Seed Beads 201

After graduating from Seed Beads 101, where you gained a basic understanding of these tiny little beauties, you’re now ready for Seed Beads 201. Welcome! This lesson will teach you all about the two leading names in Japanese Seed Beads—Miyuki and TOHO. As you well know, selecting quality seed beads can mean the difference between professional designs and unsuccessful projects. Japanese seed beads are known for having consistent size and finish, compared to Czech seed beads. Japanese seed beads tend to have larger hole sizes than Czech beads of the same size as well. This uniformity is what makes Japanese seed beads popular with jewelry designers, even today. Let’s delve a little deeper into Miyuki and TOHO individually.

Miyuki started out as a dream, about 60 years ago, when its founder Seiichi Katsuoka discovered the beauty of glass seed beads. His fascination became a passion when, in 1949, he dedicated his time to learning how to produce these beads. Quality was the most important factor when making Miyuki beads, and this still rings true today. Through the generations, each company president has continued to search for innovative ways to produce new types and styles. Miyuki has become one of the most successful seed bead companies by holding on to the founder’s origin al intention, and has set the standard for others.

There are various different types of Miyuki seed beads, but the most common are Delicas, Tila, Square and Hexagon. Delicas are high-quality beads shapes like cylinders with consistent size and shape, offered in numerous colors and finishes. Tila beads are flat beads with angled corners and two stringing holes. These are ideal for more intricate projects, like multistranded jewelry or bead weaving. These should be handled with care to avoid chipping because of their sharp angles. Square and Hexagon are basic cuts that are shaped as their name implies.

TOHO seed beads are also world renowned for their consistency in size, shape and color. Established in 1951, TOHO has always strived to improve its techniques in designing and creating new beads. In English, “TOHO” actually means “Eastern Treasure,” which is exactly what these lovely little beads are! TOHO prides itself on earning the respect of designers around the world, and claims right as being the top maker of glass beads. When shopping for TOHOs, there are endless choices for size, shape and color.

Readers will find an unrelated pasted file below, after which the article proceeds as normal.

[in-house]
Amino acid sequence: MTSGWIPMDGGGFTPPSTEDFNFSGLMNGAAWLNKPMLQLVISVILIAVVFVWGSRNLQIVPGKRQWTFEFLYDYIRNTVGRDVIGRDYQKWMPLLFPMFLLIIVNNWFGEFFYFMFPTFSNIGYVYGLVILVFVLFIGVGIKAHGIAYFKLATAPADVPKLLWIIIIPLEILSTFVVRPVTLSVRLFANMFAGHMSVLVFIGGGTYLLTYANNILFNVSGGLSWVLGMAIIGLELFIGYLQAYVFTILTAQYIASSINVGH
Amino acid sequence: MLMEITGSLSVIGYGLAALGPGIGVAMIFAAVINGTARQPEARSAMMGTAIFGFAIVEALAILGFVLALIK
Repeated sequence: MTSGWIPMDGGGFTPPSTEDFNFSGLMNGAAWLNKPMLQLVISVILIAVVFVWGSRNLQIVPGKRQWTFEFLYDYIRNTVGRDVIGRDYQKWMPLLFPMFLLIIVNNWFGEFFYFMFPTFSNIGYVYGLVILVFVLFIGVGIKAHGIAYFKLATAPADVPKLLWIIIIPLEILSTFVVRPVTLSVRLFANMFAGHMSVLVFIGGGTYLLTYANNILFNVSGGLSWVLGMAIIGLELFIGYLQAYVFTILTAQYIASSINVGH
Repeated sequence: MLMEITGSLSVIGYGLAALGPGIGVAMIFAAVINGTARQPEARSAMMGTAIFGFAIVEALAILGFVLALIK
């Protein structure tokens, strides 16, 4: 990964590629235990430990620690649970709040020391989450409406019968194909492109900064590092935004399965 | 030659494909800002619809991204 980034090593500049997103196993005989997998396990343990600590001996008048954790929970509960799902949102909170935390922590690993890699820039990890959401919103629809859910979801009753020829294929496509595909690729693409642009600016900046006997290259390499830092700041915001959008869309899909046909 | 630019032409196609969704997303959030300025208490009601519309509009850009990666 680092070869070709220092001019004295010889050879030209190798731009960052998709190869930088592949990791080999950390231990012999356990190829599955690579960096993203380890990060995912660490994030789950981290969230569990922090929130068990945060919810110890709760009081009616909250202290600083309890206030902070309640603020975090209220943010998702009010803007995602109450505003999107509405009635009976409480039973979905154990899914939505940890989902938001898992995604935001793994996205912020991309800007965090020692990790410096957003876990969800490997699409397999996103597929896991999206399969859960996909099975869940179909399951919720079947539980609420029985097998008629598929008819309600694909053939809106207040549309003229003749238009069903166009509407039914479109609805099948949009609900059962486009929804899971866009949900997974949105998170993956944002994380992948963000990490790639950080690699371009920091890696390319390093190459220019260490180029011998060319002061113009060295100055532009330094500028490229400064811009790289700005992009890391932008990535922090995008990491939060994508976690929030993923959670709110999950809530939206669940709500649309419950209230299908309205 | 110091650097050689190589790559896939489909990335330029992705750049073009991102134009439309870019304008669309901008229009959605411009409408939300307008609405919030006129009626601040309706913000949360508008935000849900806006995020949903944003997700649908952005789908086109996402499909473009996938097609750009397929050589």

Their tube-shaped Bugle beads make ideal spacers, and the teardrop shape of the Magatama beads give looks a cool asymmetrical finish. In fact, “Magatama” means “curved bead” in Japanese. Another cool collection from TOHO is their Hybrid seed beads. TOHO teamed up with Czech glass makers to produce some of the finest pieces. First, the TOHOs are created in the traditional Japanese style. Then, the beads are sent to the Czech Republic to receive the signature finish of Czech glass seed beads. The end result is a bead with consistent size and shape with a brilliant shine!

So, are you Team Miyuki or Team TOHO? Either way you’re sure to be impressed. Both brands will add value to your designs, whether you choose to use them in looming, weaving or jewelry making. Mix and match them both with some of your other favorite beads for unique results every time!


*Information Sourced from both TOHO and Miyuki company websites.

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  1. Reply

    Great informational post!

    I haven’t used seed beads a great deal but I find I’m using them more this year…not for bead weaving, but for beading.

    I don’t have the patience to do the detailed work with them.


  2. Reply

    I love beads embroidery, but don’t know how to. But I think seed beads is very beautiful, even as a decoration, such as in a transparent glass bottle, seed beads will catch the eye very easily. :D

    • Nancy
    • August 28, 2012

    I have often used seed beads in cross-stitch embroidery and they always enhance the piece. Just this week I made a three strand necklace using delicas and a learning center design, and the result was beautiful. I want to do a multi-strand bracelet using the winter frost mix but I’m not sure how to attach the clasp or keep the twist in the strands.

      • Marissa
      • August 28, 2012

      That’s great, Nancy! We actually just released some new seed bead handy tips in the Learning Center that you may find useful, including how to attach a seed bead clasp to a seed bead bracelet. Click here to find them all

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